Brooklynite Kyle Bobby Dunn‘s fifth album, Ways of Meaning, will be released on Monday by Desire Path as an LP and digital download. Wikipedia categorizes its genre as “ambient, drone, classical, minimalist, slowcore, indie rock”. We asked the 25-year-old Dunn if that was accurate, and about how Vinegar Hill compares to DUMBO, and he told us he wants to play more shows in Canadian forests.
Some listeners might have trouble finding an entry point into your music. Is there anything you could say to help them?
If they have trouble why force it? I suppose the Young Person’s Guide to Kyle Bobby Dunn from last year was both a joke and an honest title for those looking for some bare essentials to my work—so I suggest that, but I don’t know if there’s any one way to listen to it. I hope there isn’t.
Could you describe the kind of music you write and play, for people unfamiliar with it?
I hate doing it. I’m sorry, but I probably make a fool out of myself trying to talk about it in most conversations before or after a concert. It’s kind of quiet, spacey, emotive, reflective and bassy music that should make your heart race and your stomach sink.
What’s your new album like, compared to your work in the past?
More direct. It’s less stagnant and has more movement—yet strangely more space—even among the shorter songs. And for the most songs there’s a sense of just giving in and going rather than dwelling and waiting for nothing. They embrace the nothing more and try and work with it—but still fail emotionally and miserably.
What music have you been listening to a lot lately?
Been more into the piano music recently. Lots of Chopin, Satie, Debussy. Anything soothing or light. On a new music level, I liked some of the new Julianna Barwick album and have been into lots of older, campier soundtracks recently.
Do you like living in Vinegar Hill?
I like being in a quiet place that not many people are drawn to or just don’t know about but is also in the city. It’s also close to many other good neighborhoods and places, trains, and the river. It’s also got one really good restaurant that I frequent often. If only their coffee was a bit better…I like it a lot though. Even the name of the hood is good. It’s also a nice departure from Crown Heights, where I was a few years ago.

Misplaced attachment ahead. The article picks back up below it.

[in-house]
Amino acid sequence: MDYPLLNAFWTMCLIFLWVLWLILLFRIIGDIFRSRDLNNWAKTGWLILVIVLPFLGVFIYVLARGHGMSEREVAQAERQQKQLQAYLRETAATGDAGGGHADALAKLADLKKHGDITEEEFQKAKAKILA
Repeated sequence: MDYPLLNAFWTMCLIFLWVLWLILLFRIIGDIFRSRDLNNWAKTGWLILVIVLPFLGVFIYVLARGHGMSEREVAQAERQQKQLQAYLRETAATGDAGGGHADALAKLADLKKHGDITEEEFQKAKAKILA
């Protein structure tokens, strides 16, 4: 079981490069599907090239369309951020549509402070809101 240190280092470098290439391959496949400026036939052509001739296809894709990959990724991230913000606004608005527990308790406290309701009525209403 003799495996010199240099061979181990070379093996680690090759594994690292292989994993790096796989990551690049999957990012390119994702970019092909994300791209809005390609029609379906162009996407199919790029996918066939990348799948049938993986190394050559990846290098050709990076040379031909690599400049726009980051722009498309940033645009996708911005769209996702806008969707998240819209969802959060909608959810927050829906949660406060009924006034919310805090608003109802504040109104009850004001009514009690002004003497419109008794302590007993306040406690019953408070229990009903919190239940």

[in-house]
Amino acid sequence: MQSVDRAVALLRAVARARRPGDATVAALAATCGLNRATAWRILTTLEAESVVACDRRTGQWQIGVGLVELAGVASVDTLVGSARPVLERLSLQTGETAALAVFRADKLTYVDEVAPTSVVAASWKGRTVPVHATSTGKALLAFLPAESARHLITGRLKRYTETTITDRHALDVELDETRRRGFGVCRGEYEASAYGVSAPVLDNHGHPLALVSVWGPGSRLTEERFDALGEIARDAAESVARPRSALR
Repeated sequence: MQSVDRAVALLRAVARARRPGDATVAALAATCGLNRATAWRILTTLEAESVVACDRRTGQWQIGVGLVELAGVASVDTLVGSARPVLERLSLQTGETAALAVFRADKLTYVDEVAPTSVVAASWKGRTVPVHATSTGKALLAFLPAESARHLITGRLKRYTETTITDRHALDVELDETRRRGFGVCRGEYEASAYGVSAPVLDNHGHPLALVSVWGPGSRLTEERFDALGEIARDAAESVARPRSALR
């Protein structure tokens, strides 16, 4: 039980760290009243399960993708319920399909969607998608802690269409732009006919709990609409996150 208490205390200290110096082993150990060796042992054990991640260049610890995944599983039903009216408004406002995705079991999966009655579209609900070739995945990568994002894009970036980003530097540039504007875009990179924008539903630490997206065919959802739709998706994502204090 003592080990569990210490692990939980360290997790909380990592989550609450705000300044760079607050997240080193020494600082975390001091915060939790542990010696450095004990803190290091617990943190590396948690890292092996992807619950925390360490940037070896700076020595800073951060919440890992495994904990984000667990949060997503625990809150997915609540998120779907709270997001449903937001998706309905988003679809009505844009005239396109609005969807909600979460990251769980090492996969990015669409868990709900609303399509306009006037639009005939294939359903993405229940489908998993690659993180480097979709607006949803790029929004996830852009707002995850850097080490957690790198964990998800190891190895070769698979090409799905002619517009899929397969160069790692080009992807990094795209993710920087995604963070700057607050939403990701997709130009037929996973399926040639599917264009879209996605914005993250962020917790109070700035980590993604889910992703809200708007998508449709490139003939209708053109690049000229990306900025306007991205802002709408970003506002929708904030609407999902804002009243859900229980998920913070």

How does it compare to neighboring DUMBO?
The yuppies don’t seem to be frolicking around here as much…yet. It’s a more quiet neighborhood with an air of spookiness that might keep people out and pull them in at the same time. Kinda like I want my sounds to do…
Does living in Brooklyn affect your work at all?
Well I’ve been composing and recording here since 2008, but I don’t really write songs with Brooklyn in mind. Or at least I don’t feel that I do. Maybe the song “Movement for the Completely Fucked” on the new album reflects some feelings and observations of Brooklyn—but also everywhere. I record mostly in small spaces that nobody knows about. I thought about recording this last album in a church or just within a proper studio someplace—but I just work so much better on my own and don’t have to deal with the clock and the pressure of others.
Are Brooklyn audiences different from those in Manhattan? Or elsewhere in the world?
I can’t really tell. I have my back turned towards them for almost all my performances. I like the spaces I’ve played in Brooklyn over the ones in Manhattan, for the most part. I need to get out of New York completely soon, though. Europe and Canada would be nice. More exotic and unheard of places would be great to play.
What are some of your favorite local venues?
I just played Galapagos in DUMBO. That was an all right space and nice sound. Their piano was interesting as well. It may be a new favorite. Earlier this year I played at the St. Augustine Church in Park Slope, which was fantastically huge and, I thought, perfect for my sound. I’m really not suited anymore for the smaller clubs or more lounge like settings. I’d like to play the Brooklyn Masonic Temple or some vast outdoor place, like a forest in Saskatchewan.